Start with coffee. And a plan. I envisioned bringing in the New Year with a spick and span house and everything in order. Of course, that didn't come to fruition and that's ok. I find myself attempting to reach that point of completion, where everything is clean and in its place, only to realise that it's a lofty goal and perhaps, one not suited to life with three young children. Our home is in a constant state of flux - jobs finished only to be undone within the hour. It's a dangerous ride if I wrap my emotions and ego up in those jobs because the undoing leads to frustration, disappointment, anger and a general sense of being entirely fed-up. It's not pretty and to be frank, not worth it. It is only housework, after all. I've come to the conclusion that I don't want to spend all my time cleaning and tiding and running in a perpetual circle for the next ten years of my life. It doesn't sound appealing and it most definitely isn't inspiring. So, I'm doing what I can, with the time that I have - it isn't perfect but it's relatively done. This new way of thinking goes against all my homemaking ideals but to quote the insightful Ms Gilbert in Big Magic: "Done is better than good." It's a damn good adage for this recovering perfectionist to hold dear.
There have been a few things that I've put to the top of my list over the last few days that have ensured this year (and this home) is off to a fresh enough start for 2016 - small jobs that make a big impact on my day-to-day. Want to join in? It doesn't take long! In fact, it takes less than an hour!
- clear your entryway (15 minutes). Renowned for being a dumping ground for all kinds of paraphernalia, the entryway is the first area in my home to start looking cluttered and messy. It's also the first thing I see when I arrive home and being greeted with such mess doesn't always make for the happiest of homecomings. So, I took to it with vengeance and put everything back in its place - shoes in the basket, hats on the rack, bags in the basket, books back to their rightful shelf and a quick dust and straighten-up.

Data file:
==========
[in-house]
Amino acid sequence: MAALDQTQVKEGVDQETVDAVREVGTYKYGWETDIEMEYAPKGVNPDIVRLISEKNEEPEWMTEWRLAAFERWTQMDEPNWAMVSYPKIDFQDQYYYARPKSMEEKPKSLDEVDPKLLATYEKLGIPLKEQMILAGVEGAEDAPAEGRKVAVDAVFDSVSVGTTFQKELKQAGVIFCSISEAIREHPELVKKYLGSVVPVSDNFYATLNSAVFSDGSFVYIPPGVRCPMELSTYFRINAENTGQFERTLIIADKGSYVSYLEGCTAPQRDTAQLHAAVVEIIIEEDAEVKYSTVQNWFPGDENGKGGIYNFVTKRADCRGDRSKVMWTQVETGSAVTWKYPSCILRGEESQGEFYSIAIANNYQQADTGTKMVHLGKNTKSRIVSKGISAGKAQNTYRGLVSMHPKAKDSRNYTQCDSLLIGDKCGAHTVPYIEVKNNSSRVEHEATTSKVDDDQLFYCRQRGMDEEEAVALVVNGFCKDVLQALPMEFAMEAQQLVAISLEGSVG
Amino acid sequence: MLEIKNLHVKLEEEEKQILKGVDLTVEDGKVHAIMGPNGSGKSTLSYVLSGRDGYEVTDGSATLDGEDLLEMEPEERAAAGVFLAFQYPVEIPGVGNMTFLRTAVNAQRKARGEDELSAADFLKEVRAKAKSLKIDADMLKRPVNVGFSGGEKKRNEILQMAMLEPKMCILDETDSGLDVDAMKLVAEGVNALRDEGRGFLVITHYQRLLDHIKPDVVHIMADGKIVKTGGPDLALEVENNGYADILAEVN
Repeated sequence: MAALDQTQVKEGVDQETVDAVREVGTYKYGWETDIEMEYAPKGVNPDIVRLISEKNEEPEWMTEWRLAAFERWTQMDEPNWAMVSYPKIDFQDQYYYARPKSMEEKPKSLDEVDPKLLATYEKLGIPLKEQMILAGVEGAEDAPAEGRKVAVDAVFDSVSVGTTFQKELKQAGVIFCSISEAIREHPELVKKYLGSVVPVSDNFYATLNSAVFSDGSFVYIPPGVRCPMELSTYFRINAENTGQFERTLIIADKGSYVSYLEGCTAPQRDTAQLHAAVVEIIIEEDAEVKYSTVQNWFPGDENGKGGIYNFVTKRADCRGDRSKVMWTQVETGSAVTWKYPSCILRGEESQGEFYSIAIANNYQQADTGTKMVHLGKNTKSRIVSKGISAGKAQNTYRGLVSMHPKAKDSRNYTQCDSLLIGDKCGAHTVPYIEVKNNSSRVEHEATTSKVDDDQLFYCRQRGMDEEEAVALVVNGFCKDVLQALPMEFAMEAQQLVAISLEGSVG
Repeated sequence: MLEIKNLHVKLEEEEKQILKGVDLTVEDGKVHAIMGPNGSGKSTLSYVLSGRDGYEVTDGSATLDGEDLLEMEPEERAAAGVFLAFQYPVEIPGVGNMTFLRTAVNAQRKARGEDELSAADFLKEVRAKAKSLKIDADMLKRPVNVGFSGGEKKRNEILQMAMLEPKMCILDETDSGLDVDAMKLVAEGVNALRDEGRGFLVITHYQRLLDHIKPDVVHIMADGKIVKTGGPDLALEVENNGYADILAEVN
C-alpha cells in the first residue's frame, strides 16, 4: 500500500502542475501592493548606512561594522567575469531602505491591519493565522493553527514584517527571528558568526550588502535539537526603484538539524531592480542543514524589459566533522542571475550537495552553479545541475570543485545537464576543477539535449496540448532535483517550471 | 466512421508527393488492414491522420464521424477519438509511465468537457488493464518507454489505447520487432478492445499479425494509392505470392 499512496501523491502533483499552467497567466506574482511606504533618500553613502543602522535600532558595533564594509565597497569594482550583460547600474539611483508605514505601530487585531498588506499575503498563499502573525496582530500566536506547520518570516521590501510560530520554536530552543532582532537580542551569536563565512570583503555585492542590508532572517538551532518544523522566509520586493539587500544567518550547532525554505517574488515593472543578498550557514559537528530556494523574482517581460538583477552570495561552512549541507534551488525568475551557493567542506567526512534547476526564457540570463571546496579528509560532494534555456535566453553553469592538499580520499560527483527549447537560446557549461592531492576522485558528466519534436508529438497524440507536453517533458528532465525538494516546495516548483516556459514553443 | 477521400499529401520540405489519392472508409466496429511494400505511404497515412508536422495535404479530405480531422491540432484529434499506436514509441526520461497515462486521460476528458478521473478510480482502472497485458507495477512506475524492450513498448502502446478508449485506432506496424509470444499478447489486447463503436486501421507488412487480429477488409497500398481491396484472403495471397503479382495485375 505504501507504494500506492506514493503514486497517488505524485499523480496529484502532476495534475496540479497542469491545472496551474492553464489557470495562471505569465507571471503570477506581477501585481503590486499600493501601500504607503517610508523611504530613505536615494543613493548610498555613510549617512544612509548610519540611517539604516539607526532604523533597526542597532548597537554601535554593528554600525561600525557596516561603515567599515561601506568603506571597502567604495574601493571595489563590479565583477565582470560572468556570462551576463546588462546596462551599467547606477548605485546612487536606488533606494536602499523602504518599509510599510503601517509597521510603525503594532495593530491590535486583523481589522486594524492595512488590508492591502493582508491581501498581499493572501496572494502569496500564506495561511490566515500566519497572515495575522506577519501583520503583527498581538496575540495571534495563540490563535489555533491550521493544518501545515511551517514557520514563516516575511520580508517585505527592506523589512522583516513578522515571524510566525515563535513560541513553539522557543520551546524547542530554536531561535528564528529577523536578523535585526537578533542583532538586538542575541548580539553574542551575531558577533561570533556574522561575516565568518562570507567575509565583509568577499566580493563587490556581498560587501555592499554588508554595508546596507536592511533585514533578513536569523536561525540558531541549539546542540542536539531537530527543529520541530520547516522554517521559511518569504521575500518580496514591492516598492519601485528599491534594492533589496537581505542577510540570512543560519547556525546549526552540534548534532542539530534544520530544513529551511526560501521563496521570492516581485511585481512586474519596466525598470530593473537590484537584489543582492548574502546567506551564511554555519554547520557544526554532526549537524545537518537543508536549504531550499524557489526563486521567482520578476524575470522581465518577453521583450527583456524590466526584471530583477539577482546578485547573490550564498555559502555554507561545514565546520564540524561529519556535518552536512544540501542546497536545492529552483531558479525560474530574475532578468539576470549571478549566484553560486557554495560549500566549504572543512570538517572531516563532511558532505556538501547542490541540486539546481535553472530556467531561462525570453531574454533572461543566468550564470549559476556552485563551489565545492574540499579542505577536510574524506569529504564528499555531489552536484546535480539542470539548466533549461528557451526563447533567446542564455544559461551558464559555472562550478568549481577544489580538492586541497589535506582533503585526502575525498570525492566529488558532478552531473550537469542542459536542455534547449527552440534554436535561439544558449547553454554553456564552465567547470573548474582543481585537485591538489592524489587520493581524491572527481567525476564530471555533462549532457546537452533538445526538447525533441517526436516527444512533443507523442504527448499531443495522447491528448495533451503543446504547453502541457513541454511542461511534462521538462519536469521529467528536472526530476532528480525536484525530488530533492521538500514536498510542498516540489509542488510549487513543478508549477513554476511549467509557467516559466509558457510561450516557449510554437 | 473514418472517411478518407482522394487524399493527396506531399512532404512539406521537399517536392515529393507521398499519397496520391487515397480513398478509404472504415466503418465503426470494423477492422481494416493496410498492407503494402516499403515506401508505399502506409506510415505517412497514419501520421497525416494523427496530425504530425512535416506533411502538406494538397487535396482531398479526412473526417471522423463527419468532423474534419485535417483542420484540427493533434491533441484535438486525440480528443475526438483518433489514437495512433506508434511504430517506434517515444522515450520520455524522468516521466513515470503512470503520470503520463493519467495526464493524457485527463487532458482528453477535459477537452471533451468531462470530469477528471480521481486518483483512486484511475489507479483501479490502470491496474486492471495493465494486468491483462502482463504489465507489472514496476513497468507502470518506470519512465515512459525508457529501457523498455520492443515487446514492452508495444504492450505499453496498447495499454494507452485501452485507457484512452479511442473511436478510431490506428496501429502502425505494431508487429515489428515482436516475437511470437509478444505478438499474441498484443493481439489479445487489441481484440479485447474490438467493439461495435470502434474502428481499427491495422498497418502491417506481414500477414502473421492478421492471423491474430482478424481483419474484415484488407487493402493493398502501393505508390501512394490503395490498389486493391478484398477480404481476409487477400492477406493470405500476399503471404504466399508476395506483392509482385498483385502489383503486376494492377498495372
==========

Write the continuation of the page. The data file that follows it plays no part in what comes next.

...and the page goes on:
- sort through your handbag (10 minutes). If your bag resembles a Mary Poppins tote you're not alone. The amount of stuff I was carrying around in my bag (this one for those interested) was nothing short of alarming. There was everything from sequinned cat's ears (dance concert) to teaspoons and a range of hair clips, receipts, pens, bank books and hand creams in between. Then of course there's always the nappy bag which saves me on many occasion. To begin, I sorted out my wallet (receipts for tax, receipts for the bin) and then worked my way through everything else, replenishing the essentials in the nappy pouch, too.
- clean the car (30 minutes). This is a great job to add to the "pocket money job list" if you have a child old enough. I begin by sending Che and Poet out to the car with an empty washing basket. It always, without fail, comes back brimming with stuff. If your children are anything like mine, even the shortest car trip requires books, beloved-can't-leave-anywhere-without-them toys and a range of clothing options in case the weather turns. Once that job is complete (and everything from the basket is in its rightful place) I tackle the car with the vacuum cleaner. As I bend my way around the car seats in the back (it's a tight squeeze with three!) I always, without fail, have trouble comprehending the filth of it all. This diagram will resonate with many of you, I'm sure. Nappy wipes over the dash and in the coffee cup holders ensures the surfaces are good for the next month or so.